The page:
How to Paint a Shuffleboard Court
Painting athletic courts requires both precision and a keen attention to detail, and painting a shuffleboard court is no exception. This game revolves entirely around its court dimensions, and the difference between gaining large sums of points and losing them is a matter of inches. Shuffleboard is a great sport for people of all ages, and, with a few simple steps, you can soon be on your way to enjoying matches frequently.
Sweep the surface of the shuffleboard court. Make sure any dirt and debris is removed from the surface before you begin painting.
Apply a base coat of green paint across the court using an 18-in. paint roller. Spread the paint evenly over the entire surface, and allow the paint to dry thoroughly. The drying time will vary based on the brand of oil-based concrete paint you select.
Sketch the boundary lines on the court with outdoor chalk. Both scoring triangles should be 10.5-ft. long and 6-ft. wide at the base with 3 ft. between each scoring section. There also should between 18 ft. of separation between the tips of each scoring triangle. Refer to a shuffleboard diagram if questions arise.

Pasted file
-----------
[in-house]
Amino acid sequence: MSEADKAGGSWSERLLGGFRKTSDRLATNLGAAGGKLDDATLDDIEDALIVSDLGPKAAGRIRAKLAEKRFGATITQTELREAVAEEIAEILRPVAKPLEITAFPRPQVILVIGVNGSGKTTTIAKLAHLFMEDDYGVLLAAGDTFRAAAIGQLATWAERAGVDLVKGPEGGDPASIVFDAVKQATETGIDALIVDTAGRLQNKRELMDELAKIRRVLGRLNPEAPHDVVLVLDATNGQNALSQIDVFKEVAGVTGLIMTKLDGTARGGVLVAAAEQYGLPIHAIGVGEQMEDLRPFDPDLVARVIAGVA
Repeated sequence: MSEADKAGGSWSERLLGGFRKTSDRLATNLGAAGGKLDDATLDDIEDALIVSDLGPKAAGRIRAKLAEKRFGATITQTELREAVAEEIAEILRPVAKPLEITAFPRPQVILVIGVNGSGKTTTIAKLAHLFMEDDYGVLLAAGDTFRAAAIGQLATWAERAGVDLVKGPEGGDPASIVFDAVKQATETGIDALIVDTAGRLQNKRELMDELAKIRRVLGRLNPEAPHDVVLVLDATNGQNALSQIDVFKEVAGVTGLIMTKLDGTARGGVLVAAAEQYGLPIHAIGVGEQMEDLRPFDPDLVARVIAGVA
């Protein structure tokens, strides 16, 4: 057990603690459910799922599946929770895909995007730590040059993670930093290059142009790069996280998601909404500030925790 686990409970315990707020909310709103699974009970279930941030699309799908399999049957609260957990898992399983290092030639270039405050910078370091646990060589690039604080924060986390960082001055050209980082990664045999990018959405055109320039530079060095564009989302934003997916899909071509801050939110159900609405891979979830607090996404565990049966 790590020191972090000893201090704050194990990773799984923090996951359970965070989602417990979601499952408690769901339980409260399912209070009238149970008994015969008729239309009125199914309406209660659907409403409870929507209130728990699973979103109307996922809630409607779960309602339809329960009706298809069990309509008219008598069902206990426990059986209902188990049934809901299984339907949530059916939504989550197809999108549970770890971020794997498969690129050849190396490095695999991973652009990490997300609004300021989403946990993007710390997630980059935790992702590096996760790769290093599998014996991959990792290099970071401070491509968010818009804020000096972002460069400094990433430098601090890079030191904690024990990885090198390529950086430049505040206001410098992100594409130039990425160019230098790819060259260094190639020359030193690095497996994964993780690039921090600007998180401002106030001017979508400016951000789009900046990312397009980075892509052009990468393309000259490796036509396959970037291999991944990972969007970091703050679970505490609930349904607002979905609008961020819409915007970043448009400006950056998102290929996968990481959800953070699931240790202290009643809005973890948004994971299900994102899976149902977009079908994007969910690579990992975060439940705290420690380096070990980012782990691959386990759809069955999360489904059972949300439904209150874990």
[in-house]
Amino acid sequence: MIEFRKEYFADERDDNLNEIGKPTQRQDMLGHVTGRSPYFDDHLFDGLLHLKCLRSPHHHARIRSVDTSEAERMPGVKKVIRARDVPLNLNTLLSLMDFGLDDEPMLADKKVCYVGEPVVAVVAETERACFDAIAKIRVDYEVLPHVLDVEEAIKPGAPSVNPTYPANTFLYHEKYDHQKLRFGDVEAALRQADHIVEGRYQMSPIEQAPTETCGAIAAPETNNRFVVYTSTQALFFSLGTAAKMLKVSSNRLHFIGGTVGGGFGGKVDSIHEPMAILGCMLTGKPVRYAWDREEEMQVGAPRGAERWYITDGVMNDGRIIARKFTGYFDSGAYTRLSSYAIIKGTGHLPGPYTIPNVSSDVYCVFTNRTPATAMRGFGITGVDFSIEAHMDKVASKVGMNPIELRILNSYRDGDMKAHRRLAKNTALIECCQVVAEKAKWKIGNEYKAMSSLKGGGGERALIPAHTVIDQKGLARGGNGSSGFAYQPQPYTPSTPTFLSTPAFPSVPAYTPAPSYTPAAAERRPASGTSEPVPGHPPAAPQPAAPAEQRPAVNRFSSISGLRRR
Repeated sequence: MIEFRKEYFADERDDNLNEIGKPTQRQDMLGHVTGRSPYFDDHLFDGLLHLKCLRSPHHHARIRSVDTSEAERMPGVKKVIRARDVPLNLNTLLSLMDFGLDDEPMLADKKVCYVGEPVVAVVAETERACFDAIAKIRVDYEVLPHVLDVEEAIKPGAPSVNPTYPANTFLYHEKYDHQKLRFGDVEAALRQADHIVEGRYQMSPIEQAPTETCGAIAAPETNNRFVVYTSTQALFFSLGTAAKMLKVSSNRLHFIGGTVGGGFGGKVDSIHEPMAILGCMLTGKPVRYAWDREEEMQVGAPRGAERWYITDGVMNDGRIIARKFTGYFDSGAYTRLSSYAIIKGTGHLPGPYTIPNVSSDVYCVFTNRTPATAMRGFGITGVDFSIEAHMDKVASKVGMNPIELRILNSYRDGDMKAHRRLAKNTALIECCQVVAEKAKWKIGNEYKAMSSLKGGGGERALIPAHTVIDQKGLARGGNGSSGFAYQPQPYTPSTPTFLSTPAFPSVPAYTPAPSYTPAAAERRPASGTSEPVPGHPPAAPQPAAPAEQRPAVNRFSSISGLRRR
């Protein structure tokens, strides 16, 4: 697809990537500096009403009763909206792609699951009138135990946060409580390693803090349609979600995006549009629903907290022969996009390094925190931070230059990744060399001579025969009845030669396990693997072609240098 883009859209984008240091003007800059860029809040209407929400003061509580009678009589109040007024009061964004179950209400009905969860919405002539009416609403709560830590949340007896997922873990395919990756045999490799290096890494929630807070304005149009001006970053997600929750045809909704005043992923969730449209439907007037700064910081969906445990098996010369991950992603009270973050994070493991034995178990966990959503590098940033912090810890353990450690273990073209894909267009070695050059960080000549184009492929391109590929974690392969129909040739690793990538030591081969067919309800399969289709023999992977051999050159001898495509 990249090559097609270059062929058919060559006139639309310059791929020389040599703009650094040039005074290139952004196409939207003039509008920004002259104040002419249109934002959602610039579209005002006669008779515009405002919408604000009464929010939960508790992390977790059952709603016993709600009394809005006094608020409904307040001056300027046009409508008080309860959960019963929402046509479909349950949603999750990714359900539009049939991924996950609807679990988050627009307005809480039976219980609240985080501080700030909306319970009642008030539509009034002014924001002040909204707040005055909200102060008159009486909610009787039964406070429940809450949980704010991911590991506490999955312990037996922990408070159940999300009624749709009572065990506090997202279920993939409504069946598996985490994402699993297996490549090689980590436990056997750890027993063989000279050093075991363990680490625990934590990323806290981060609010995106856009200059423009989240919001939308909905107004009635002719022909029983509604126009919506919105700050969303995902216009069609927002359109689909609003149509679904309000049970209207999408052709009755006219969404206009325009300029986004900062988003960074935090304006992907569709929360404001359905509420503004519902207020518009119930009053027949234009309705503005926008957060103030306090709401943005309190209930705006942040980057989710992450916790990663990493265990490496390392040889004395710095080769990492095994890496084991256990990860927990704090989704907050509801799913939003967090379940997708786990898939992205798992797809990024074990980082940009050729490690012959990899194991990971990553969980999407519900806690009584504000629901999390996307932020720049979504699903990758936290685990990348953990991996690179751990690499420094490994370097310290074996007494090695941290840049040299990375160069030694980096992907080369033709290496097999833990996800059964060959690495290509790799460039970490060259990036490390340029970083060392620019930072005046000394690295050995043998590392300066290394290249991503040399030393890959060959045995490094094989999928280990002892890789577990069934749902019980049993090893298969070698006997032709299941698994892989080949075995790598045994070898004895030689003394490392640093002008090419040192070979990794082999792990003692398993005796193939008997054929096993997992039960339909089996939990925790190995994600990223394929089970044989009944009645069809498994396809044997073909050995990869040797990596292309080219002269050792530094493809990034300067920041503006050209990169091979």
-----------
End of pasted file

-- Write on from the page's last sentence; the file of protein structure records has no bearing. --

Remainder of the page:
Lay down pinstripe marking tape along both sides of chalk lines with at least ¾ in. to 1½ in. of space between each strip of tape.
Apply white paint over the chalk lines. Remove the tape, and allow the paint to dry thoroughly.
Apply concrete sealant evenly over the entire court. This will provide a shiny finish and protect from wear on the paint.
Paint in the morning or late afternoon to avoid the sun at the hottest points of the day. Too much sun exposure will dry the paint quickly and give an uneven look.
Wear proper painting attire, as oil-based paint is difficult to remove from clothing.
- Paint in the morning or late afternoon to avoid the sun at the hottest points of the day. Too much sun exposure will dry the paint quickly and give an uneven look.
- Wear proper painting attire, as oil-based paint is difficult to remove from clothing.
- paint roller image by Ana de Sousa from Fotolia.com